Chosen by the National Association of the Deaf to perform at the Super Bowl pregame, a deaf performer brought down the house and amplified the need for visual language in a range of events and communications.
A deaf performer, Warren “Wawa” Snipe, stole the show at the recent Super Bowl LV pregame show. He wasn’t center stage—he performed between the 10- and 20-yard lines—but his performance went viral on social media, earning thousands of positive responses. It also brought well-deserved attention to the need for a wide array of events—including national and local news—to be interpreted in American Sign Language.
“Having a deaf artist perform the national anthem and ‘America the Beautiful’ in ASL at the Super Bowl is truly meaningful,” said National Association of the Deaf CEO Howard A. Rosenblum. “He has increased awareness about ASL and the linguistic rights of deaf and hard-of-hearing people.”
“Wawa,” as he is known, is a trailblazing recording artist in the hip-hop world with his own niche he calls dip-hop—“hip-hop through deaf eyes”—which explores the genre through a blend of audio and imagery. He aims to “put deaf recording artists on the map,” according to an NAD announcement. Snipe sent in videos to NAD in December for a chance to perform at the Super Bowl and was chosen in January.
The pandemic has added urgency to the need for ASL interpreters. “Many deaf and hard-of-hearing people were not able to get full access to information about COVID-19 during many of the press briefings at the beginning of the pandemic,” Rosenblum said. “There are at least 48 million deaf and hard-of-hearing people in the country, and yet they are often forgotten during these crises.”
The Biden administration recently added an ASL interpreter to its regular press briefings. Despite repeated requests from NAD and members of Congress, the Trump administration did not provide ASL interpreters during its press briefings.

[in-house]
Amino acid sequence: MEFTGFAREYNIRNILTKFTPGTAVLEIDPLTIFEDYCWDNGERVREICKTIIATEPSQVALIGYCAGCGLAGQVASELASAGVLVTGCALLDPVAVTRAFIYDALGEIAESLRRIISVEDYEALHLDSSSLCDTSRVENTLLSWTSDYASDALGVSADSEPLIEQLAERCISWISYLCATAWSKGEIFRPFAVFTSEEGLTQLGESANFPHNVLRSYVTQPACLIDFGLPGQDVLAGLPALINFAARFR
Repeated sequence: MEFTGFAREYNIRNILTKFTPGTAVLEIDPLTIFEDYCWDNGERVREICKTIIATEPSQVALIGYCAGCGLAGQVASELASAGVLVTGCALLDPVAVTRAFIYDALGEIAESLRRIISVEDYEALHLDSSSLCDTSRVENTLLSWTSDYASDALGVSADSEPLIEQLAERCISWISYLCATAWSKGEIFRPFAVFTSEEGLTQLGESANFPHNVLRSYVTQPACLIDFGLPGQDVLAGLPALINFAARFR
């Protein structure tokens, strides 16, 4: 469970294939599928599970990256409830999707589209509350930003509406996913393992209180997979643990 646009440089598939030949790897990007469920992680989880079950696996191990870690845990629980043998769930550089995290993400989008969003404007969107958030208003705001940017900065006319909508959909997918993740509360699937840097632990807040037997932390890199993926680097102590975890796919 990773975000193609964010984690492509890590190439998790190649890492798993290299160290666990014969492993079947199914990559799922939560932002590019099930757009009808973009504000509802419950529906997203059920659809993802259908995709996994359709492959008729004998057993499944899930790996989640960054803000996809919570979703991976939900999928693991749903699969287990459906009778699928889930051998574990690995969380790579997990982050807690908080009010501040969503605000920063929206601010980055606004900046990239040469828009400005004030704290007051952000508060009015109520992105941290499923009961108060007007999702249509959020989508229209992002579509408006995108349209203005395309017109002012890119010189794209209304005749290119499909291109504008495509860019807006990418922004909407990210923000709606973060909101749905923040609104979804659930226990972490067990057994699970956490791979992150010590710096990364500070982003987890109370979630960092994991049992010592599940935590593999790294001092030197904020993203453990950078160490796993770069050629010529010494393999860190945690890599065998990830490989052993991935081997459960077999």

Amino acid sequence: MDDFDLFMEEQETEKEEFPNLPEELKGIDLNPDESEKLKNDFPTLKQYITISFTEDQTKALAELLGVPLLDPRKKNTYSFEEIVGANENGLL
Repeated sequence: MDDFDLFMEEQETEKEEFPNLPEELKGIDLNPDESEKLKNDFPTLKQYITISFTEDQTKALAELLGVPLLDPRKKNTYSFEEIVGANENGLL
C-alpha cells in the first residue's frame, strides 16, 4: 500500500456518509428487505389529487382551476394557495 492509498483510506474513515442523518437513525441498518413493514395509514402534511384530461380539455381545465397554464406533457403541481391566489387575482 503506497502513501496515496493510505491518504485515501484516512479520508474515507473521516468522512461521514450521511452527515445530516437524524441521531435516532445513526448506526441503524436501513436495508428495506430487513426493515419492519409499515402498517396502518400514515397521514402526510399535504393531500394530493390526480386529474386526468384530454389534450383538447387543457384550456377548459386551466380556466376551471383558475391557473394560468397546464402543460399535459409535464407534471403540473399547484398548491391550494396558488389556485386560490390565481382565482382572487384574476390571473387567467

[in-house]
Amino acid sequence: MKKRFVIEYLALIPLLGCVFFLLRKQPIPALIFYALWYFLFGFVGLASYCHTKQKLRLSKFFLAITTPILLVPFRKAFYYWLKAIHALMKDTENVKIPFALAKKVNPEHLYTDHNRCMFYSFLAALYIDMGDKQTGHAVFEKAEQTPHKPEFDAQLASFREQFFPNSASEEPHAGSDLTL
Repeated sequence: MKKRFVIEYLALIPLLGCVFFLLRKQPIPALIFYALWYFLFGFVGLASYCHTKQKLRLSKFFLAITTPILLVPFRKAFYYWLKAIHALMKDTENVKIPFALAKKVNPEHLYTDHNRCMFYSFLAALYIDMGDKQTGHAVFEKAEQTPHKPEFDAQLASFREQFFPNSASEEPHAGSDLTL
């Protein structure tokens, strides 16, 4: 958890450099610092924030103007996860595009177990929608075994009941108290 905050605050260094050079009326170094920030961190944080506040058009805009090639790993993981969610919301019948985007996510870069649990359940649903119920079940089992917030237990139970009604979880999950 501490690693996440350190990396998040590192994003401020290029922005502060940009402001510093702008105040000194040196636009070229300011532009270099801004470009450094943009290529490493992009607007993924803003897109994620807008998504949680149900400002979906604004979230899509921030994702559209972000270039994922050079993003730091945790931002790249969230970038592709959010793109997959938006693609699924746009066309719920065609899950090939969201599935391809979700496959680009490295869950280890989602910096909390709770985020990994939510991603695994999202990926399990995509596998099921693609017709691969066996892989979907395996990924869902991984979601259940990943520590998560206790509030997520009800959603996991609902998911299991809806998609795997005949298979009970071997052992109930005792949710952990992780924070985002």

That changed in September 2020, when a federal district court ordered the White House to provide ASL interpreters live-streamed on its website for all public briefings addressing COVID-19 held by the president, vice president, and the White House press secretary.
“[The Biden administration’s] willingness to provide ASL interpreters at all press briefings should now be the standard for accessibility going forward for all presidential administrations,” Rosenblum said.
Since April 2020, the governors of all 50 states have provided ASL interpreters at their press conferences, he said, and NAD is monitoring the situation to make sure this will continue.
“More work needs to be done to ensure that every press conference, including those done by mayors and other municipalities, provides information clearly with both quality captioning and qualified ASL interpreters,” he said.
Snipe’s performance demonstrated, on an enormous national stage, the power of one person’s ability to shed light on an often-overlooked necessity—sign language interpretation.
“Never stop efforts to bring into the public what makes your community unique and special,” Rosenblum advised. “Find a creative outlet for these standout characteristics so that the world can see and learn about your community.”